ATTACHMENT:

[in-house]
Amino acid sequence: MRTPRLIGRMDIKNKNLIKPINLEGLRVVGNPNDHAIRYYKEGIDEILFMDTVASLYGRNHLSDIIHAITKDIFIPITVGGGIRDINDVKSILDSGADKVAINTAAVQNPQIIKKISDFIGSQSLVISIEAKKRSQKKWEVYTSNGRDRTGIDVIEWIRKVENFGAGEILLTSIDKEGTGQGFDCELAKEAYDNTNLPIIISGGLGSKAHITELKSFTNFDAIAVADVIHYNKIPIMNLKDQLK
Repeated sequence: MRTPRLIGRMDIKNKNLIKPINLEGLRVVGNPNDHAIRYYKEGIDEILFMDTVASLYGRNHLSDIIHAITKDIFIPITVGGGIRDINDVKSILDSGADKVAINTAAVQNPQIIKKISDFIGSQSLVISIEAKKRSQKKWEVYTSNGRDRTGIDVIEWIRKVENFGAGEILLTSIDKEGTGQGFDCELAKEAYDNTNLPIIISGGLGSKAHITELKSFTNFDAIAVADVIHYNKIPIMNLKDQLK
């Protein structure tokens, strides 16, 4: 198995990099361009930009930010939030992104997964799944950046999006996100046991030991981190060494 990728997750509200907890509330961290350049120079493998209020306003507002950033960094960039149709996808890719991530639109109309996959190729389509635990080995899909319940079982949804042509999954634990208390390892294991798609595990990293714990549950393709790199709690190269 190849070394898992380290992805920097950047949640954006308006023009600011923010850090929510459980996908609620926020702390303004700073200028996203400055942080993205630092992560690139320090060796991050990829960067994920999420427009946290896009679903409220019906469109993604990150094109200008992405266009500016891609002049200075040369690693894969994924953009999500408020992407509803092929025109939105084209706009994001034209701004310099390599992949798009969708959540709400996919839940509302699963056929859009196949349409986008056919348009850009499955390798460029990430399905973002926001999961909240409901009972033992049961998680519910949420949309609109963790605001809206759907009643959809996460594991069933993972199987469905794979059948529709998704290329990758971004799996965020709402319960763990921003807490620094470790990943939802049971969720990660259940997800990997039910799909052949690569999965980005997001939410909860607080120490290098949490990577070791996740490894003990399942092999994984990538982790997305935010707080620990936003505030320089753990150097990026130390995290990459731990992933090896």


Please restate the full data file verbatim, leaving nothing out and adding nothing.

[in-house]
Amino acid sequence: MRTPRLIGRMDIKNKNLIKPINLEGLRVVGNPNDHAIRYYKEGIDEILFMDTVASLYGRNHLSDIIHAITKDIFIPITVGGGIRDINDVKSILDSGADKVAINTAAVQNPQIIKKISDFIGSQSLVISIEAKKRSQKKWEVYTSNGRDRTGIDVIEWIRKVENFGAGEILLTSIDKEGTGQGFDCELAKEAYDNTNLPIIISGGLGSKAHITELKSFTNFDAIAVADVIHYNKIPIMNLKDQLK
Repeated sequence: MRTPRLIGRMDIKNKNLIKPINLEGLRVVGNPNDHAIRYYKEGIDEILFMDTVASLYGRNHLSDIIHAITKDIFIPITVGGGIRDINDVKSILDSGADKVAINTAAVQNPQIIKKISDFIGSQSLVISIEAKKRSQKKWEVYTSNGRDRTGIDVIEWIRKVENFGAGEILLTSIDKEGTGQGFDCELAKEAYDNTNLPIIISGGLGSKAHITELKSFTNFDAIAVADVIHYNKIPIMNLKDQLK
């Protein structure tokens, strides 16, 4: 198995990099361009930009930010939030992104997964799944950046999006996100046991030991981190060494 990728997750509200907890509330961290350049120079493998209020306003507002950033960094960039149709996808890719991530639109109309996959190729389509635990080995899909319940079982949804042509999954634990208390390892294991798609595990990293714990549950393709790199709690190269 190849070394898992380290992805920097950047949640954006308006023009600011923010850090929510459980996908609620926020702390303004700073200028996203400055942080993205630092992560690139320090060796991050990829960067994920999420427009946290896009679903409220019906469109993604990150094109200008992405266009500016891609002049200075040369690693894969994924953009999500408020992407509803092929025109939105084209706009994001034209701004310099390599992949798009969708959540709400996919839940509302699963056929859009196949349409986008056919348009850009499955390798460029990430399905973002926001999961909240409901009972033992049961998680519910949420949309609109963790605001809206759907009643959809996460594991069933993972199987469905794979059948529709998704290329990758971004799996965020709402319960763990921003807490620094470790990943939802049971969720990660259940997800990997039910799909052949690569999965980005997001939410909860607080120490290098949490990577070791996740490894003990399942092999994984990538982790997305935010707080620990936003505030320089753990150097990026130390995290990459731990992933090896």